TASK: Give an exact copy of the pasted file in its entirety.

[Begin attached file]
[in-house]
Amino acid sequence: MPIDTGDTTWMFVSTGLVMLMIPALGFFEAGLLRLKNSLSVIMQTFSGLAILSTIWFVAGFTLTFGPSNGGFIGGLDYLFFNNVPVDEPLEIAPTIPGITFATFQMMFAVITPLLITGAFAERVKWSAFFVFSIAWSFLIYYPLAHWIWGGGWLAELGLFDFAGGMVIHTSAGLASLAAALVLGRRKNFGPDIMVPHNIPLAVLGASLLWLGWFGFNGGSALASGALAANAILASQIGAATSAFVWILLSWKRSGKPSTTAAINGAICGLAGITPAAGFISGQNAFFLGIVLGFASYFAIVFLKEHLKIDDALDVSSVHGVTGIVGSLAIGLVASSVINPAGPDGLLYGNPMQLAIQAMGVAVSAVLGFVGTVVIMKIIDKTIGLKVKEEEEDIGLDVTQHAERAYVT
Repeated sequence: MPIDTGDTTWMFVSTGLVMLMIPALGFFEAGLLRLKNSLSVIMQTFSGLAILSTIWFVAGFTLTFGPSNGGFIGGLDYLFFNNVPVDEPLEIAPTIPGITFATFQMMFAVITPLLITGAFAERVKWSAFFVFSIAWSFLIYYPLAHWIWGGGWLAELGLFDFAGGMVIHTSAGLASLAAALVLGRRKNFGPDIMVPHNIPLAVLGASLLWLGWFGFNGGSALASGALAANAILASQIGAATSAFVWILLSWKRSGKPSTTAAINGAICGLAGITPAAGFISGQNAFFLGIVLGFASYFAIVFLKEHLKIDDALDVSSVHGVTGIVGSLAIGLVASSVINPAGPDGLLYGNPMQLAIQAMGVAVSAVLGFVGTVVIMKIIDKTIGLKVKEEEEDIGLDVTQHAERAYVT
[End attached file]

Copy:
[in-house]
Amino acid sequence: MPIDTGDTTWMFVSTGLVMLMIPALGFFEAGLLRLKNSLSVIMQTFSGLAILSTIWFVAGFTLTFGPSNGGFIGGLDYLFFNNVPVDEPLEIAPTIPGITFATFQMMFAVITPLLITGAFAERVKWSAFFVFSIAWSFLIYYPLAHWIWGGGWLAELGLFDFAGGMVIHTSAGLASLAAALVLGRRKNFGPDIMVPHNIPLAVLGASLLWLGWFGFNGGSALASGALAANAILASQIGAATSAFVWILLSWKRSGKPSTTAAINGAICGLAGITPAAGFISGQNAFFLGIVLGFASYFAIVFLKEHLKIDDALDVSSVHGVTGIVGSLAIGLVASSVINPAGPDGLLYGNPMQLAIQAMGVAVSAVLGFVGTVVIMKIIDKTIGLKVKEEEEDIGLDVTQHAERAYVT
Repeated sequence: MPIDTGDTTWMFVSTGLVMLMIPALGFFEAGLLRLKNSLSVIMQTFSGLAILSTIWFVAGFTLTFGPSNGGFIGGLDYLFFNNVPVDEPLEIAPTIPGITFATFQMMFAVITPLLITGAFAERVKWSAFFVFSIAWSFLIYYPLAHWIWGGGWLAELGLFDFAGGMVIHTSAGLASLAAALVLGRRKNFGPDIMVPHNIPLAVLGASLLWLGWFGFNGGSALASGALAANAILASQIGAATSAFVWILLSWKRSGKPSTTAAINGAICGLAGITPAAGFISGQNAFFLGIVLGFASYFAIVFLKEHLKIDDALDVSSVHGVTGIVGSLAIGLVASSVINPAGPDGLLYGNPMQLAIQAMGVAVSAVLGFVGTVVIMKIIDKTIGLKVKEEEEDIGLDVTQHAERAYVT